Throughout their discussion, which was recorded and eventually released in print, they exchanged words of Torah and also touched on many matters of public interest.

One subject was that of natalist policies in Israel. The Rebbe observed that, on one hand, the Israeli government offered new immigrants an “absorption basket” valued at some thirty thousand dollars so as to encourage population growth from abroad. On the other hand, they were spending money on “family planning” initiatives in order to reduce the domestic birth rate, rather than increasing incentives for having more babies.

Another central issue that came up was the territorial integrity of the Land of Israel. They spoke about the risks of giving up parts of Israel in dubious deals with the Arab leadership, when it was doubtful whether their successors would be willing – or able – to honor them. In the years that followed, the Sadigura Rebbe was one of the chief proponents for maintaining the integrity of Israel’s borders and against giving up any land. In my estimation, the passion he felt on this subject was a result of that audience with the Rebbe.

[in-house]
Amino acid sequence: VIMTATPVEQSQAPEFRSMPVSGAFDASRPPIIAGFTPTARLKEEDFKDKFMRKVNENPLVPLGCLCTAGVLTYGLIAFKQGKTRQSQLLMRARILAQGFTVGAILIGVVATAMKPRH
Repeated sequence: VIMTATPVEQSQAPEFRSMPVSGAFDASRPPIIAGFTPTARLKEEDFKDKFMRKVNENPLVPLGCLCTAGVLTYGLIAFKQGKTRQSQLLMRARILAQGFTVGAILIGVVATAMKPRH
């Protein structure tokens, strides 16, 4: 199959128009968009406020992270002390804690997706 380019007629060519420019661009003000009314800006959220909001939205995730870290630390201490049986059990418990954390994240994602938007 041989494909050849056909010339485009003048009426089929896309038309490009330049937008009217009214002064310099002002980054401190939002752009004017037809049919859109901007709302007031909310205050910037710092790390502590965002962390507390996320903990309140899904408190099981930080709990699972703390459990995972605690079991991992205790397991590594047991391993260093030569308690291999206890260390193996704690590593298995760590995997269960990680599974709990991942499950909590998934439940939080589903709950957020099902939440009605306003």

Four years later, in 1984, I was fortunate enough to come along for the Sadigura Rebbe’s second audience with the Rebbe, which was also recorded and published. At the end of that meeting, I told the Rebbe about a kollel, a Torah institution for married men, that we had recently founded in Jerusalem. Among other things, I mentioned that we also published a Torah journal featuring essays written by the kollel’s scholars.

“How often is the journal published?” inquired the Rebbe.

When I replied that it was an annual publication, the Rebbe reacted with surprise. “Why only once a year? Yom Kippur comes only one day a year – you should be publishing every few months!”

He went on to explain the doubled benefits that would come as a result: “Firstly, it’s good for the members of the kollel; when they know that they need to produce Torah writings for publication, they will be motivated to study with greater diligence and devotion. Learning for those ulterior motives will lead to learning for its own sake.